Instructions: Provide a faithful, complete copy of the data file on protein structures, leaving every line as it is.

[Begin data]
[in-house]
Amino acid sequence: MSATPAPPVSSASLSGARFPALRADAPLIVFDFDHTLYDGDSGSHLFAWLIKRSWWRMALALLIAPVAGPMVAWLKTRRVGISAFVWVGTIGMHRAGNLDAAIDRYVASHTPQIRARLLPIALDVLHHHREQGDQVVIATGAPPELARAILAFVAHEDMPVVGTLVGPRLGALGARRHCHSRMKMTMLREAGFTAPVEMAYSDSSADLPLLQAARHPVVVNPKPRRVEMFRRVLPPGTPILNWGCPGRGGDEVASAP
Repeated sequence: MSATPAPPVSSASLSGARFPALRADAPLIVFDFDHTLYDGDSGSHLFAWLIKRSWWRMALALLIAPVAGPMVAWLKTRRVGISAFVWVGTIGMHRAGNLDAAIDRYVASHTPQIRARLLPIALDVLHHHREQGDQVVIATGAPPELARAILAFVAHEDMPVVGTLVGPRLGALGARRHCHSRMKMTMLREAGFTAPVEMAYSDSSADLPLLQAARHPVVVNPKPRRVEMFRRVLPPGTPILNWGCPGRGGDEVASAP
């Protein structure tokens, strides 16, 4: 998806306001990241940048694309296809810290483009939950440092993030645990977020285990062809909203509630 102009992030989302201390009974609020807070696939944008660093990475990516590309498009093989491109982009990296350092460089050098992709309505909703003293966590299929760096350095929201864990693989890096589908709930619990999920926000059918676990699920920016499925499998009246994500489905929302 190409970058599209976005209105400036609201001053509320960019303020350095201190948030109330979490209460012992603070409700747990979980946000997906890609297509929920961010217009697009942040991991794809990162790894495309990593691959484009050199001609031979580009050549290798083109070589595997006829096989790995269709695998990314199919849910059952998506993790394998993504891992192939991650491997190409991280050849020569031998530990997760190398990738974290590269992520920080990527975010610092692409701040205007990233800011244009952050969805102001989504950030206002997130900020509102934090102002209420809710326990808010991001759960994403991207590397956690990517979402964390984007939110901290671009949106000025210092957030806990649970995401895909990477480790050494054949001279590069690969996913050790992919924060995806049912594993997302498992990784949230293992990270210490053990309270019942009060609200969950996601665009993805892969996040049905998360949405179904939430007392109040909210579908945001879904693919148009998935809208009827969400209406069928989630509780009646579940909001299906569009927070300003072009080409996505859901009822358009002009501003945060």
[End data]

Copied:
[in-house]
Amino acid sequence: MSATPAPPVSSASLSGARFPALRADAPLIVFDFDHTLYDGDSGSHLFAWLIKRSWWRMALALLIAPVAGPMVAWLKTRRVGISAFVWVGTIGMHRAGNLDAAIDRYVASHTPQIRARLLPIALDVLHHHREQGDQVVIATGAPPELARAILAFVAHEDMPVVGTLVGPRLGALGARRHCHSRMKMTMLREAGFTAPVEMAYSDSSADLPLLQAARHPVVVNPKPRRVEMFRRVLPPGTPILNWGCPGRGGDEVASAP
Repeated sequence: MSATPAPPVSSASLSGARFPALRADAPLIVFDFDHTLYDGDSGSHLFAWLIKRSWWRMALALLIAPVAGPMVAWLKTRRVGISAFVWVGTIGMHRAGNLDAAIDRYVASHTPQIRARLLPIALDVLHHHREQGDQVVIATGAPPELARAILAFVAHEDMPVVGTLVGPRLGALGARRHCHSRMKMTMLREAGFTAPVEMAYSDSSADLPLLQAARHPVVVNPKPRRVEMFRRVLPPGTPILNWGCPGRGGDEVASAP
């Protein structure tokens, strides 16, 4: 998806306001990241940048694309296809810290483009939950440092993030645990977020285990062809909203509630 102009992030989302201390009974609020807070696939944008660093990475990516590309498009093989491109982009990296350092460089050098992709309505909703003293966590299929760096350095929201864990693989890096589908709930619990999920926000059918676990699920920016499925499998009246994500489905929302 190409970058599209976005209105400036609201001053509320960019303020350095201190948030109330979490209460012992603070409700747990979980946000997906890609297509929920961010217009697009942040991991794809990162790894495309990593691959484009050199001609031979580009050549290798083109070589595997006829096989790995269709695998990314199919849910059952998506993790394998993504891992192939991650491997190409991280050849020569031998530990997760190398990738974290590269992520920080990527975010610092692409701040205007990233800011244009952050969805102001989504950030206002997130900020509102934090102002209420809710326990808010991001759960994403991207590397956690990517979402964390984007939110901290671009949106000025210092957030806990649970995401895909990477480790050494054949001279590069690969996913050790992919924060995806049912594993997302498992990784949230293992990270210490053990309270019942009060609200969950996601665009993805892969996040049905998360949405179904939430007392109040909210579908945001879904693919148009998935809208009827969400209406069928989630509780009646579940909001299906569009927070300003072009080409996505859901009822358009002009501003945060």